Do We Really Need the “Religion Column” on Documents? Gujarat Teen Gets “Secular” Certificate

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Do We Really Need the “Religion Column” on Documents? Gujarat Teen Gets “Secular” Certificate

Illustration: Mitesh Parmar

“Religion wala column jo hota hai, usme hum bold aur capital mein Indian likhte hai.”

This is a famous dialogue from the Akshay Kumar-starrer Baby released in 2015. It is widely shared as a meme on the internet, with people stating that an ideal citizen should put his country above his or her religion. While that remains merely a dialogue in a film, a man from Gujarat has gone all the way and gotten a “secular” certificate for his daughter, which mentions no religion, caste, or sub-caste.

Rajveer Upadhyay has been engaged in the procedural battle with the state for a long time. In 2017, Rajeev, a non-believer, who didn’t want his name to be associated with any faith or caste, tried to change it to “RV155677820”, a combination of his initials and the enrollment number on his school-leaving certificate. He would have shared the honour of this unique moniker with Elon Musk’s baby “X AE A-XII”.

However, it turned out to be a losing battle as the government rejected his plea. Upadhyay remained unfazed and focussed his efforts toward ensuring that his daughter’s school leaving certificate is secular in nature. And this time around, he succeeded. As they say, koshish karne walon ki haar nahi hoti.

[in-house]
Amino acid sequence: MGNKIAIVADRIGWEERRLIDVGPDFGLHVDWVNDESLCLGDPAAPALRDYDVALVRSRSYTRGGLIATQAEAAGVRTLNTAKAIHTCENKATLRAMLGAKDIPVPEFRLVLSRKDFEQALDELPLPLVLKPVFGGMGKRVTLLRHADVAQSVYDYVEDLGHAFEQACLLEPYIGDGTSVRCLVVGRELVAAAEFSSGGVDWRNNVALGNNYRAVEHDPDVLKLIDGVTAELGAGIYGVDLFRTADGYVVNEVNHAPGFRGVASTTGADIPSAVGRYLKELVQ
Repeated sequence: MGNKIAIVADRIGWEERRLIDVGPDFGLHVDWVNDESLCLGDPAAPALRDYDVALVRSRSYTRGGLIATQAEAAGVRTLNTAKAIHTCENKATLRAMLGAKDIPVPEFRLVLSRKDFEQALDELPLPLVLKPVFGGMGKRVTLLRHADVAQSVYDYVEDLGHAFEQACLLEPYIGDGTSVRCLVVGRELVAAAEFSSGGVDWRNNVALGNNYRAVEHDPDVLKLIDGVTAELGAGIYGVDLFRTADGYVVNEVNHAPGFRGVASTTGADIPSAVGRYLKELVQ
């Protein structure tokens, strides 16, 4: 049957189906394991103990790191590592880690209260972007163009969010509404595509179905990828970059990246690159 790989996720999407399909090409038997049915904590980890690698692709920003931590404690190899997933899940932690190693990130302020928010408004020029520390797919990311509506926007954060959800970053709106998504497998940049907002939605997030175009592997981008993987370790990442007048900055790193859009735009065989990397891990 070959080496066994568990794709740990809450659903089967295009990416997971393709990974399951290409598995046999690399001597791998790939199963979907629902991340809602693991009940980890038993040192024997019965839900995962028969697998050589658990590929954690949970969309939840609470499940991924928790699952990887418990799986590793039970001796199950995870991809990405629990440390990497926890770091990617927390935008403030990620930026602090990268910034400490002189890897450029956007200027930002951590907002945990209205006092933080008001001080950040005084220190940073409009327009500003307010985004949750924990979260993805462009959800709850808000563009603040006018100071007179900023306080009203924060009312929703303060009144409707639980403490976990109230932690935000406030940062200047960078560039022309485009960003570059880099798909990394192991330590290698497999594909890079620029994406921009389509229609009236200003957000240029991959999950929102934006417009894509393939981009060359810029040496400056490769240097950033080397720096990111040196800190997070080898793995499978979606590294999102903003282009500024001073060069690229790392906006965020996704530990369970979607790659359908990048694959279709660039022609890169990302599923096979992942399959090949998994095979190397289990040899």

“If we want to create a casteless society, we have to begin by removing caste and religion from documents,” Upadhyay said. Akansha, his daughter’s school-leaving certificate now has a “-” entry against the “race and caste (with sub caste)” column. This is perhaps the first-of-its-kind school-leaving certificate. However, a lot of effort and paperwork went to achieve that simple outcome on a document. “I managed to get the certificate by making innumerable representations to the Ahmedabad district collector and Gujarat Chief Minister Vijay Rupani. After considering the representations, the school authorities heeded my requests,” he added.

Upadhyay said that he cited the example of a lawyer from Tamil Nadu, who persuaded authorities to remove caste and religion from all her government documents. An autorickshaw driver by profession, his message to keep religion away from public life found many takers on social media.

Some even echoed his demand that caste and religion should be removed from all correspondence.

One user hailed Upadhyay and his daughter as an inspiration.

In polarised times where everyone wears their religion on their sleeves and uses it to divide people, Rajveer Upadhyay’s simple message of not basing one’s sole identity on religion is something we can all get behind.

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